But interestingly, The Warrior ran a piece virtually identical in tone, writing style and substance back on 27 September 2006.

This one was written by Kyle Shamorian.

This is not the first time in the last few weeks that the Tribune has followed in the footsteps of The Warrior.

The February 15 number of the Tribune had a front-page, above the fold feature story on Marine Corporal Dave Warnacut, a Marquette senior who served in Iraq in late 2004 and early 2005.

Yet The Warrior ran a similar feature story on Warnacut back in November, 2005.

Of course, we can’t assert that the Tribune is copying The Warrior. A good story idea is a good story idea, and different journalists might come up with it independently. But if this is what is happening, The Warrior staff can be forgiven for being just a bit smug that they came up with the ideas months and months before the Tribune.

The same can be said of the Tribune’s new practice of putting long feature stories, with large color photos, on the front page above the fold.

The Tribune, for at least the last few decades, has been preparing fledgling journalists to take jobs in monopoly local newspapers. In that environment, if something doesn’t appear in the paper, it’s literally “not news.” In that environment, nobody really has the power to seriously complete with the paper, and nobody has the power to hold it accountable for misreporting and bias.

But the rise of the New Media has changed the landscape. Monopoly papers have to exist in an environment with rival media -- typically on the Internet or talk radio. They can be called out for bias or misreporting. Life isn’t so cozy.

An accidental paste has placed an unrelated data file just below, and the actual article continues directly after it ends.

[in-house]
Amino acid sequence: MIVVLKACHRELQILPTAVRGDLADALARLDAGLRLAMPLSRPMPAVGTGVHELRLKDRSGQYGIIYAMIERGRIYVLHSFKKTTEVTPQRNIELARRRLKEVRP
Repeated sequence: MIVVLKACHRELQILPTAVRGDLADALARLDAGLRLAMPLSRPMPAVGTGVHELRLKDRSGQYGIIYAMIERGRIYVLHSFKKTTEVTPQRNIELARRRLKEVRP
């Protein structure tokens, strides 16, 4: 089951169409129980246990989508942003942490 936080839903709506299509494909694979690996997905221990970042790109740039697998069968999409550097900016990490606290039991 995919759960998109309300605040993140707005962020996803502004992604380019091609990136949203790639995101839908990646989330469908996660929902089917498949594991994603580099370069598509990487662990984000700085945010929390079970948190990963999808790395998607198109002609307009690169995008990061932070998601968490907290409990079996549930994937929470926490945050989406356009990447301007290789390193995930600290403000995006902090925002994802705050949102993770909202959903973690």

Which is why the new media reality at Marquette is good training for the new media environment in the larger society.

But it’s a lot less cushy and comfortable.

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Wednesday, February 21, 2007

Scary Thought

New Blog Roll Entry: The National Conversation

Just added to our blog roll, The National Conversation, by blogger James Harris.

Readers who listen to Charlie Sykes will know about “James from Sherman Park.” Yep. This is indeed James from Sherman Park.

Since Harris is black and conservative, a certain number of politically correct whites and race baiting blacks are going to consider him a traitor to his race.

We, however, think that it’s inherently demeaning to think that black people aren’t allowed to have different political opinions.

After all, we expect whites to disagree among themselves.

Of course, if varies by issue. It will be a cold day in hell when any significant number of black people decide that the 1964 Civil Rights Act was a bad idea.

And blacks clearly lean in a liberal direction on economic regulation and social welfare spending. Here, however, there are a fair number of blacks who own businesses, or work for corporations that are the targets of liberal politicians (energy, pharmaceuticals, health care).

But on a variety of social issues rank and file black folks are not particularly liberal at all. Blacks are split down the middle on the death penalty. And there is an often hidden but intense condemnation in the black community of behaviors that make upward mobility for youth impossible: drug use, promiscuous sex, contempt for academic achievement and hostility toward authority.

Just listen to Bill Cosby give his talk in front of a black audience.

So blacks who are in the business of telling white liberals and leftists what they want to hear aren’t the only “authentic” voices of the community.